Identifying relevant studies
The following databases will be searched for articles published between 1990 and 2021 (inclusive): MEDLINE, CINAHL, Embase and Web of Science. The year 1990 was chosen as the cut-off date because ‘comorbidity’ was introduced as a Medical Subject Headings (MeSH) term in 1990. Also, cancer mortality started declining in the 1990s.26 The search will be carried out using Ovid platform for MEDLINE and Embase and other databases will be searched through their own searching platforms. To ensure inclusion of all relevant studies, reference lists of included studies (forward and backward citation) will be screened for new articles. To ensure transparency and replicability, the MeSH search strategy that will be adopted is presented here (box 1). The search strategy was developed in consultation with an experienced medical librarian. As scoping reviews are iterative, it is expected that the proposed search terms may need to be refined as the extent of literature is explored.27
MeSH (Medical Subject Headings) terms/Text words
(neoplasm$ or cancer$ or tumor$ or tumour$ or carcinoma$ or leukem$ or leukaem$ or malignan$ or oncolog$).ti,ab.
(breast cancer or mammary cancer or breast carcinoma or breast metastasis).ti,ab.
(prostat$ or prostatic adenocarcinoma or prostatic carcinoma or cancerous prostate or metastatic prostate cancer).ti,ab.
(non-hodgkin$ lymphoma or NHL or chronic lymphocytic leukemia or small lymphocytic lymphoma or Burkitt lymphoma or CLL or SLL or $lymphoma$).ti,ab.
(bowel or colorectal or colon or rectum or anal or small bowel or large bowel).ti,ab.
(kidney or renal cell adenocarcinoma or renal cell).ti,ab.
(head and neck or larynx or throat or lips or mouth or nose or salivary gland$ or $nasal or laryngeal or oesophageal or tonsil or pharyngeal or tongue).ti,ab.
(bladder or urolethial or urinary bladder or squamous cell bladder or adenocarcinoma bladder).ti,ab.
(Leukaemia or Leukemia or Acute myeloid leuk$ or AML or acute lymphoblastic leuk$ or ALL or chronic myeloid leuk$ or CML or chronic lymphocytic leuk$ or CLL or Hairy cell leuk$).ti,ab.
(uterine or uterus or womb or uterine sarcoma or endometrial).ti,ab.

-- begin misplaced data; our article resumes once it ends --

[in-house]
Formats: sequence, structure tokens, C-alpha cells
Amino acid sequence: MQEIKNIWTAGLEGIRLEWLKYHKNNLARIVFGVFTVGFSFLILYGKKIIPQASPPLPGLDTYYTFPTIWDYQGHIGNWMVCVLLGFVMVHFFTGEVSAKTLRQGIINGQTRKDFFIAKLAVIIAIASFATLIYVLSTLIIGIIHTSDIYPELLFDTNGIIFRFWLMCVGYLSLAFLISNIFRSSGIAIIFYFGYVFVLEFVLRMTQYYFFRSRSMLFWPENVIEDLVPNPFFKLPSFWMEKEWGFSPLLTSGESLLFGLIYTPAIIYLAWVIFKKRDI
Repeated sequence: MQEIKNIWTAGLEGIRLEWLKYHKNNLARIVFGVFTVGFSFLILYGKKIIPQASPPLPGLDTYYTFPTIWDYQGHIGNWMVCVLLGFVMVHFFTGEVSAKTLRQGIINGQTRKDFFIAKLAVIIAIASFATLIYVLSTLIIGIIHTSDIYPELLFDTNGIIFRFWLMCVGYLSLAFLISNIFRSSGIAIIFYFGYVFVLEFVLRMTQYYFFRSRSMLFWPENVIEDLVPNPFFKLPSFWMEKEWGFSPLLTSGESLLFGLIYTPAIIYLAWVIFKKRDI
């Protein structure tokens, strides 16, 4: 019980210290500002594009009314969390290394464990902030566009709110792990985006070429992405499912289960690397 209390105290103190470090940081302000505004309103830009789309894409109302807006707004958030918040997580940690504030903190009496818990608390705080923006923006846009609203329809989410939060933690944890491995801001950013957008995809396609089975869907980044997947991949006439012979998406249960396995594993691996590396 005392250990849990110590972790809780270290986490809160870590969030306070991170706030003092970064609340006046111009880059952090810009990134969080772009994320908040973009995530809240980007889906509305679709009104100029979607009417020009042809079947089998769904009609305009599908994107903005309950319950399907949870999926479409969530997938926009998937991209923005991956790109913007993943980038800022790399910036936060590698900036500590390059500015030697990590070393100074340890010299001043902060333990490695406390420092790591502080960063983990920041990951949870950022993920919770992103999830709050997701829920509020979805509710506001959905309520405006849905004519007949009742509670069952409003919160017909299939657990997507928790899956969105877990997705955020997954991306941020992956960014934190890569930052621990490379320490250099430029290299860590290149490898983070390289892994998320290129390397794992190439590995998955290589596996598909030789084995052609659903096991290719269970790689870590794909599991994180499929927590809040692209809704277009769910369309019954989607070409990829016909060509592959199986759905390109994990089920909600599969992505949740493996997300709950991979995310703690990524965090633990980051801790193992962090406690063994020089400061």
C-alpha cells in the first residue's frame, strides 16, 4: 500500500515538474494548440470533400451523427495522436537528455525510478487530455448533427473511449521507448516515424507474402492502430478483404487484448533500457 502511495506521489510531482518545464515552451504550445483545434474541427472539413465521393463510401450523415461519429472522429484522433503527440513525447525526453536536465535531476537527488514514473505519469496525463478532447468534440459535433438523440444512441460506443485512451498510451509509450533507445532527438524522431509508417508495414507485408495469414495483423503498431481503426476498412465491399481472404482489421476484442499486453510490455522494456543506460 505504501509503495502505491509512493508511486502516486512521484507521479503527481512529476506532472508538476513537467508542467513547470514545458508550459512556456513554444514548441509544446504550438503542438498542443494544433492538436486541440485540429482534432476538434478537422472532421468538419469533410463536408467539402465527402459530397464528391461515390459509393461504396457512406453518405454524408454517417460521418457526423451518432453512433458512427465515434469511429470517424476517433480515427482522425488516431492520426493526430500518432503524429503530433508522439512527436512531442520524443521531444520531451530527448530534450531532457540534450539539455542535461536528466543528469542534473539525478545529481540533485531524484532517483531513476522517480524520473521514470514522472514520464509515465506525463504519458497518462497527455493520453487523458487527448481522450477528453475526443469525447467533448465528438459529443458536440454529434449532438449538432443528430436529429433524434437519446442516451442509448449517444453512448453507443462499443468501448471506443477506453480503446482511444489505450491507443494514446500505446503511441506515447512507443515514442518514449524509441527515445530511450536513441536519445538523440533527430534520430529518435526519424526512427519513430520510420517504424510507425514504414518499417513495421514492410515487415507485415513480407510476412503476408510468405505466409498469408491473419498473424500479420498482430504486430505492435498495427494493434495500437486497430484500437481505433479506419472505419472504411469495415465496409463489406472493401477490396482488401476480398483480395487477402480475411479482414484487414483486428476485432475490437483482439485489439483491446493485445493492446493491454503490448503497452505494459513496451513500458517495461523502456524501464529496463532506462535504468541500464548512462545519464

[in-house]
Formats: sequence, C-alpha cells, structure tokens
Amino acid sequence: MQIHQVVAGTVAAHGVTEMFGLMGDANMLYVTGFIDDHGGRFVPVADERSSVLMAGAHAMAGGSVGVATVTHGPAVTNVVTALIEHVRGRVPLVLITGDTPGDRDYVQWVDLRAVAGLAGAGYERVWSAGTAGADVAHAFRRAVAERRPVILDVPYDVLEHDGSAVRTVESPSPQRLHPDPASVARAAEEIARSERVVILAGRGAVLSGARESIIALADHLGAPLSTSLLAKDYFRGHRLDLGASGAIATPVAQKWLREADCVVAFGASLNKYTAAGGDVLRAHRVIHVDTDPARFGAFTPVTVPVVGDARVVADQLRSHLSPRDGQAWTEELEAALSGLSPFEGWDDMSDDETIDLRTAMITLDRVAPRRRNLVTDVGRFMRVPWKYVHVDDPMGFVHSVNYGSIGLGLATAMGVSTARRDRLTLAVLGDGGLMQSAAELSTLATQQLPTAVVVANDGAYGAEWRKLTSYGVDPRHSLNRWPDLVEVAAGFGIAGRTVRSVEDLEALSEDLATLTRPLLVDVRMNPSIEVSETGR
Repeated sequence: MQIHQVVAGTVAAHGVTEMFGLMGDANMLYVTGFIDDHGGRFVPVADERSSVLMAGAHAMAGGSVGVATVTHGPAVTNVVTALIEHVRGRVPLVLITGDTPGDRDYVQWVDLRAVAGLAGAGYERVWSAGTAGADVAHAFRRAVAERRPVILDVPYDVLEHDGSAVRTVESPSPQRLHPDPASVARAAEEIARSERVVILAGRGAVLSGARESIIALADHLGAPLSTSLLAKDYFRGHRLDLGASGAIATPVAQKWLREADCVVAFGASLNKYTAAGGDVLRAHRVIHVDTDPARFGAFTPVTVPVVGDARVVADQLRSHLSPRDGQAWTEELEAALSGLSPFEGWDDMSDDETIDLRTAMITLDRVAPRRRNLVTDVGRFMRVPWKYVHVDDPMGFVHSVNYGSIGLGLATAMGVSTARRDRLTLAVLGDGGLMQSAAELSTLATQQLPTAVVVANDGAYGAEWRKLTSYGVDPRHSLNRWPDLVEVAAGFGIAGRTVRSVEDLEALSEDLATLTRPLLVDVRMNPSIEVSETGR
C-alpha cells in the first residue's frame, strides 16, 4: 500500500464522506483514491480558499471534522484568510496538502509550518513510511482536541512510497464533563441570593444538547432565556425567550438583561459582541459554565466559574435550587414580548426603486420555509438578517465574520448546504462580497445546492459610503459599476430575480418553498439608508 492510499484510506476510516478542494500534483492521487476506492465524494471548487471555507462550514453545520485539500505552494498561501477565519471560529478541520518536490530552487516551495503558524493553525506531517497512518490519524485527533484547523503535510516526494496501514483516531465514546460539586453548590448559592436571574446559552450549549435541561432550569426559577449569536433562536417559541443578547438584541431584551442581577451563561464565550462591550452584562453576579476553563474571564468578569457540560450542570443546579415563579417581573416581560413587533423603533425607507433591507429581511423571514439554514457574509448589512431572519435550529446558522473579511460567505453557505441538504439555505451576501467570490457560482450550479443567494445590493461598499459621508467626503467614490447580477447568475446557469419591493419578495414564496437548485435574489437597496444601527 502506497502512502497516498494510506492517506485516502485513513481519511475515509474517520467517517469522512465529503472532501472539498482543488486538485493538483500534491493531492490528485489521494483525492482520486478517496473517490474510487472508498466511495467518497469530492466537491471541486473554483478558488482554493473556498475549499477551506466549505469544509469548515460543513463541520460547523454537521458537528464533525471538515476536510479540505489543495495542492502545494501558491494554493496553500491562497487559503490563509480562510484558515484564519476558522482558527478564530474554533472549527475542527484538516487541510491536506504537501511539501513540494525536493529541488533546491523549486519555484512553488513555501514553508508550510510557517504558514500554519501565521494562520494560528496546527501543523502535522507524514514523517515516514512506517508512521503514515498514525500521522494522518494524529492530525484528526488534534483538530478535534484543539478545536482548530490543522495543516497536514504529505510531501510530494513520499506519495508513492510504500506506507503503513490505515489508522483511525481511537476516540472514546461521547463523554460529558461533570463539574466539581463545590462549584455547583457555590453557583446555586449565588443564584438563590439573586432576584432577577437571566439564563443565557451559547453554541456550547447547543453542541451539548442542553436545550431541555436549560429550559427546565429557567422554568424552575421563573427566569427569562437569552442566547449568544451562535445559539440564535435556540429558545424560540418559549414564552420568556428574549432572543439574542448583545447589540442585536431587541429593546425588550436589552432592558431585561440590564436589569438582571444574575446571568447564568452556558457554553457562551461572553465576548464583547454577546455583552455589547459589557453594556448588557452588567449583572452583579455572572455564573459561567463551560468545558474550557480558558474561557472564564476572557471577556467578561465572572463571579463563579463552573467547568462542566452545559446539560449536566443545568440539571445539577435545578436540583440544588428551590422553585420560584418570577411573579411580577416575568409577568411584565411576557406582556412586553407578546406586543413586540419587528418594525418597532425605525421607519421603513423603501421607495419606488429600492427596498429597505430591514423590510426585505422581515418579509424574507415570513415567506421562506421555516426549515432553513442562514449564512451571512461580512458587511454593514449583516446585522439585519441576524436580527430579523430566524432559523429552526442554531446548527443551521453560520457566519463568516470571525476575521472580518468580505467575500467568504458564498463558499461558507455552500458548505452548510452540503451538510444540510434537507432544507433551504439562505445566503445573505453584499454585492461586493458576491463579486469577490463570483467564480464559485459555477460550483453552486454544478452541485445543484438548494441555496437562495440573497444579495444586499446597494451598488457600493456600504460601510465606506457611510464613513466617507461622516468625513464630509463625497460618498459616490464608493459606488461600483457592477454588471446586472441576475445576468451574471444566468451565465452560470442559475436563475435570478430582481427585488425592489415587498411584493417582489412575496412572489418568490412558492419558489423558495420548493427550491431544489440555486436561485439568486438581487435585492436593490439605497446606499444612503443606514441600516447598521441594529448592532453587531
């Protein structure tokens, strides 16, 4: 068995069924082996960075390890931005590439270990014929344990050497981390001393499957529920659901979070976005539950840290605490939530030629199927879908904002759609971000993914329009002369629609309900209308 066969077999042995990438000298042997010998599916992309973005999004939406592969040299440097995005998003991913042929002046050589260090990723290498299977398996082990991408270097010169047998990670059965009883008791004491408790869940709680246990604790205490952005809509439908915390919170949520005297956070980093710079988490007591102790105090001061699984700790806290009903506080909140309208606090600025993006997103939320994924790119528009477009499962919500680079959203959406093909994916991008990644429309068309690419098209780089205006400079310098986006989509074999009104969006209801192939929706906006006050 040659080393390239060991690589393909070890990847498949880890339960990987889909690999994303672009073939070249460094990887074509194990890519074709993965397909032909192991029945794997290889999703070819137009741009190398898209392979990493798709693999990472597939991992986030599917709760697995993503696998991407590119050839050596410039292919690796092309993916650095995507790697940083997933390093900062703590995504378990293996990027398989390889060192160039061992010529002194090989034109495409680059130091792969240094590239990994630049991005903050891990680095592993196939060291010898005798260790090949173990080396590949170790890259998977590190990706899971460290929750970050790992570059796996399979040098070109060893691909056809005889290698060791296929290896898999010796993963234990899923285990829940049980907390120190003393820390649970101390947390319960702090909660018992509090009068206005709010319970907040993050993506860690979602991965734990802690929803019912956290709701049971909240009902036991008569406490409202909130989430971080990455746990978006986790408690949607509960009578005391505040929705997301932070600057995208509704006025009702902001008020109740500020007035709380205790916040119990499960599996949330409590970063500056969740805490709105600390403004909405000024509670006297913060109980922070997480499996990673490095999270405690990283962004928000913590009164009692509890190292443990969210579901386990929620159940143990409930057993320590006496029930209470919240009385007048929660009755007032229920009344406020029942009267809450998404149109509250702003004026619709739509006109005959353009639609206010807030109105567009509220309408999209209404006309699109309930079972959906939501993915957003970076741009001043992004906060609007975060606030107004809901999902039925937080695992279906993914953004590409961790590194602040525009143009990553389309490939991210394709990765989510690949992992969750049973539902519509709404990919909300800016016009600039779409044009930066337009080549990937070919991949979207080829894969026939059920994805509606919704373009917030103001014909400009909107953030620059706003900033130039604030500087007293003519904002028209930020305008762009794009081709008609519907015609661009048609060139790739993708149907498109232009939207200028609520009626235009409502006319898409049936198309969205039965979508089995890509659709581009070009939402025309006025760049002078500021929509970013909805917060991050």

(myeloma or multiple myeloma or light chain myeloma or non-secretory myeloma or plasma cell).ti,ab.
exp humans/ not animals.sh. not Drug Design/
2 or 3 or 4 or 5 or 6 or 7 or 8 or 9 or 10 or 11
1 and 12 and 13
16. (Multimorbid$ or multi-morbid$ or Co-morbid$).ti,ab.
17. Chronic Disease/ or (Chronic adj5 (illness$ or condition$ or disease)).ti,ab.
18. (Long term adj5 (condition$ or illness$ or disease$)).ti,ab.
19. 15 or 16 or 17 or 18
Impact of comorbidity
20. Prevalence/ or Incidence/
21. Quantitative Research/ or Quantitative.mp
22. Primary care.mp. or Primary Health Care/ or Secondary care.mp. or Secondary Care/ or Community Care.mp or Community Health Services/ or Ambulatory Care.mp. or Ambulatory Care/ or Delivery of Health Care/ or Integrated/ or Preventive Health Services/ or Family Practice/ or Shared care.mp or Collaborat$ care.mp
23. Health/ or Health status/ or Health Status Indicator/ or Mental Health/
24. Survival Analysis/ or Progression-free survival/ or disease-free survival/ or Overall Survival/
25. (Well-being or Well being).mp. or Holistic.mp or Continuity of Care.mp or Continuity of Patient Care/ or (Fragmented adj5 care).mp or (joined-up or Joined Up).mp or Integrated care.mp or Diversity of Care.mp.
26. Psychosocial.mp. or Stress, Psychological/ or Social Support/ or Psycho-social.mp or Quality of Life/ or Experience of Illness.mp or Experience adj5 Illness or Attitude to Health/ or Quality of Life.mp or Happ$.mp or Emotion$.mp. or Emotions/